Where do Hawks land? Ben Chapman, a recent graduate, landed in Tacoma, Washington to serve through the Jesuit Volunteer Corps Northwest. He gives us a glimpse into what he’s gained from his Year of Service experience thus far.
This past week, I was able to attend a panel called “Activism and Social Justice in Tacoma.” During the Q & A portion of this panel a crowd member asked about how to approach educational privilege in situations with individuals who may not have the same educational opportunities. One panelist explained that she was not college educated but she still had knowledge as an undocumented immigrant that she was able to use in protesting the Northwest Detention Center. However, another panelist offered to meet people where they are. By giving this as a response, she meant to actively listen to their story to see what they have experienced and what they bring to the table.
The idea of “meeting people where they are” is something I was first introduced to during some of my first days on campus at Saint Joe’s. It has been something that has resonated with me and continued to be present within me into my year of service with the Jesuit Volunteer Corps Northwest in Tacoma, Washington. This idea was present in my year-long service learning class called Social Problems and Change with Dr. Bergen, where I spent a few hours a week hanging out at a shelter, My Brother’s House, in Center City. It was present in the two APEX trips I went on to Roanoke, VA and Robbins, TN. It was also present in my Weekly Service site, Back on My Feet, where I partook in a ministry of presence with individuals recovering from addiction.
However, this idea was also present outside service opportunities. The idea of “meeting people where they are” was especially important during the three different 4:16 retreats I went on, whether I was a retreatant or a leader. When I was a retreatant, my leaders took the time to listen to my struggles, as well as the other retreatants in my small group, and offer guidance. When it was my turn to be a leader for retreats, I took the time to listen to the stories of retreatants in my small group in order to appreciate the different journeys they were on.
This idea was also very prevalent in the classroom, as well. During my time at Saint Joe’s, I was especially fortunate to encounter professors who modeled this idea. Yes, they would challenge our ideas and offer us room for growth, as was the case in the class Physical Computing and Accessibility taught by Steven Hammer. However, they also understood that we all came from different backgrounds and experiences. They were aware that these factors put us all at different points in our lives and they took the time to know us individually by name. Having been exposed to three different departments during my undergraduate career, I can say that all my professors truly took the time to know me and care about my academic and personal well-being, whether they had me for one class or three.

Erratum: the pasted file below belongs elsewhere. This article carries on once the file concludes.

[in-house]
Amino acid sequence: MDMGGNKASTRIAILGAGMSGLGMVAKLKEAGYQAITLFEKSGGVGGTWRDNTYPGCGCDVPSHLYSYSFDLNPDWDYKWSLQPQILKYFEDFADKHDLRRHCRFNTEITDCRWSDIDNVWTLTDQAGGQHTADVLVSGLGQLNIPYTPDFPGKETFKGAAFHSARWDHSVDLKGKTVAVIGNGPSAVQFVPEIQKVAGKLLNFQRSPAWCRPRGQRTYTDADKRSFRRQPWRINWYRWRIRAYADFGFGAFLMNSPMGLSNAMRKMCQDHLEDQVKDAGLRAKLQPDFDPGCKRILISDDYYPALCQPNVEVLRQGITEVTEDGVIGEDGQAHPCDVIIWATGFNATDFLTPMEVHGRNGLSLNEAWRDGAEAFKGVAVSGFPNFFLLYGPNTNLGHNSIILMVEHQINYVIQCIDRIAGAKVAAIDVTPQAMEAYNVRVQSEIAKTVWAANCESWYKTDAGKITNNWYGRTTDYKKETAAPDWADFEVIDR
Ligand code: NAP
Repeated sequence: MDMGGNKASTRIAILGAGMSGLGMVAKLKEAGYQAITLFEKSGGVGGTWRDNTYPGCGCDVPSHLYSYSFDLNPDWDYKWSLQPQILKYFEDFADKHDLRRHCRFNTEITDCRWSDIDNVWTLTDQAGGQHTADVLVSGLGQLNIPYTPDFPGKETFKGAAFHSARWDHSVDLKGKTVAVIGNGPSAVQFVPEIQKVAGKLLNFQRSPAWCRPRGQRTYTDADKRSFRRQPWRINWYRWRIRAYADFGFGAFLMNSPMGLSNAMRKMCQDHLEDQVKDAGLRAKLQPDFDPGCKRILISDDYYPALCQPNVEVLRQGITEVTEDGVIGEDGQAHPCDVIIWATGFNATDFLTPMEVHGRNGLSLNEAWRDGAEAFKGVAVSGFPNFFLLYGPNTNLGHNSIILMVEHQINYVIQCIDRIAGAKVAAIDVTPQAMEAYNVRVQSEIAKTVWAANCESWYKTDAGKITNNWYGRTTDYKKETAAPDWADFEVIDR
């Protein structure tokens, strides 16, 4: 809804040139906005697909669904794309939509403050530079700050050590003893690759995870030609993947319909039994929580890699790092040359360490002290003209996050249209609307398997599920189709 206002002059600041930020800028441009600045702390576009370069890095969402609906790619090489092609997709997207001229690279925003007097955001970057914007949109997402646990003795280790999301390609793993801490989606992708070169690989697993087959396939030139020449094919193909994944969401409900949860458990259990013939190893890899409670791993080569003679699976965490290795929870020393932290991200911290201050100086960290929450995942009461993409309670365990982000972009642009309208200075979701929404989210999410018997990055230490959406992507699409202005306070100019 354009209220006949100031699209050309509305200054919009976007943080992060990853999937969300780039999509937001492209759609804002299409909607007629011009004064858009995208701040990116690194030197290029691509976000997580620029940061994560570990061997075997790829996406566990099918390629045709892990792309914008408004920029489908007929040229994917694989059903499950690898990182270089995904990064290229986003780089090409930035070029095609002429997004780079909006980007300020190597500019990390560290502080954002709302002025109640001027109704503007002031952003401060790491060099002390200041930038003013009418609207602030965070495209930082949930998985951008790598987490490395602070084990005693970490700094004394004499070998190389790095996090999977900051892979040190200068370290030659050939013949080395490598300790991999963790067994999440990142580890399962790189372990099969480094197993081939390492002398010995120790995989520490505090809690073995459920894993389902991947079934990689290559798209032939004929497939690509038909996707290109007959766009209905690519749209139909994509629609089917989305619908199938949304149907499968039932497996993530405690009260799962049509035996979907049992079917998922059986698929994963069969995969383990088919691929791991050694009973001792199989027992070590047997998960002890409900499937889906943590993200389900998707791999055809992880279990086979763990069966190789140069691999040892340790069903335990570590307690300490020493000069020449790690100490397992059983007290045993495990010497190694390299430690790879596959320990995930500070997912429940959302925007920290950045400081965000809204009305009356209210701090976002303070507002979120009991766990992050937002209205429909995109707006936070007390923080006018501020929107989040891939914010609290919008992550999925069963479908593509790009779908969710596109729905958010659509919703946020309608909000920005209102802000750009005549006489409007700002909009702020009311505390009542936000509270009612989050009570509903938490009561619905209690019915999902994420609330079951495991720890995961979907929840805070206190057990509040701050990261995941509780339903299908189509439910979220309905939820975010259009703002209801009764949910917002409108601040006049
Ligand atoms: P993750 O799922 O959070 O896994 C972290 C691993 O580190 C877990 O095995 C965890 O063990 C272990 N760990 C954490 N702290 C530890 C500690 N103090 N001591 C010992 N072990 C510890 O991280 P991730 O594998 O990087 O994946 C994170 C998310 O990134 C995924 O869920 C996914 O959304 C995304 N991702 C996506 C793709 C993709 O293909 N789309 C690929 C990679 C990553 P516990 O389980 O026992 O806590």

Now here I am, a little over six months later using my neighbor’s wifi to write this, while also being across the country from my family and friends. And amazingly this idea followed me here in both my community and service site. In Tacoma, I live with five other individuals who serve at different placements across Pierce County. Each of my community members comes from very different experiences, backgrounds, and upbringings that at times make community living challenging. However, I would not trade the experience I have had so far for anything. Despite the fact that we may practice our spirituality differently or may not experience simple living the same way, we are one community.
For my service site, I am blessed to be serving at Nativity House, which is a shelter for people experiencing homelessness. This idea is thrown into my face every day, as Nativity House often has guests who are experiencing addiction or mental illness. It can be extremely challenging to have a guest blow up at you mid-conversation or to see someone lose their sobriety after being clean for months. Yet at the same time, it is not my place to judge them. My job is to meet them where they are and offer what I can. Maybe they are having a bad day and ignore me saying hi, but I cannot fault them for that. Everyone is going through their own personal struggle and whether visible or not, I have to accept that and just take the time to hear them out when they are ready. At Nativity House, I have also met some of the nicest people, including an elderly man who does not speak English but simply nods his head and smiles or laughs whenever he sees me. When reflecting upon my college career, the lessons Saint Joe’s taught me, especially meeting people where they are, will be carried with me forever.
Ben Chapman ’16 graduated with a Communications Major minors in International Relations and Psychology. In his time at SJU, he was involved with Student Senate, Phi Sigma Pi, Hawk Hosts, and studied abroad in Galway, Ireland. He’ll continue serving through JVC Northwest until June of 2017.